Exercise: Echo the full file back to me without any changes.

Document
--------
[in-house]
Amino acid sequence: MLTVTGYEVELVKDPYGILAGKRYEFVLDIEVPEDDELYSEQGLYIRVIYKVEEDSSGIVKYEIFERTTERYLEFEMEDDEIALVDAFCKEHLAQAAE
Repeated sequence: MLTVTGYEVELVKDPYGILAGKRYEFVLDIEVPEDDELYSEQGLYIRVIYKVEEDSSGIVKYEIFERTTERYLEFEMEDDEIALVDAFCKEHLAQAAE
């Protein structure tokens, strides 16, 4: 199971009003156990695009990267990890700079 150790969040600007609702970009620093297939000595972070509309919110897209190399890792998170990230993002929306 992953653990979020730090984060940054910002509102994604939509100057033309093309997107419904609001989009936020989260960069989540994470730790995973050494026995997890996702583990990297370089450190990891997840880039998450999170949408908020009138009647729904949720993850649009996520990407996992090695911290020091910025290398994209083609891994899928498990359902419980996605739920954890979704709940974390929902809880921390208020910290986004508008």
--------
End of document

[in-house]
Amino acid sequence: MLTVTGYEVELVKDPYGILAGKRYEFVLDIEVPEDDELYSEQGLYIRVIYKVEEDSSGIVKYEIFERTTERYLEFEMEDDEIALVDAFCKEHLAQAAE
Repeated sequence: MLTVTGYEVELVKDPYGILAGKRYEFVLDIEVPEDDELYSEQGLYIRVIYKVEEDSSGIVKYEIFERTTERYLEFEMEDDEIALVDAFCKEHLAQAAE
């Protein structure tokens, strides 16, 4: 199971009003156990695009990267990890700079 150790969040600007609702970009620093297939000595972070509309919110897209190399890792998170990230993002929306 992953653990979020730090984060940054910002509102994604939509100057033309093309997107419904609001989009936020989260960069989540994470730790995973050494026995997890996702583990990297370089450190990891997840880039998450999170949408908020009138009647729904949720993850649009996520990407996992090695911290020091910025290398994209083609891994899928498990359902419980996605739920954890979704709940974390929902809880921390208020910290986004508008």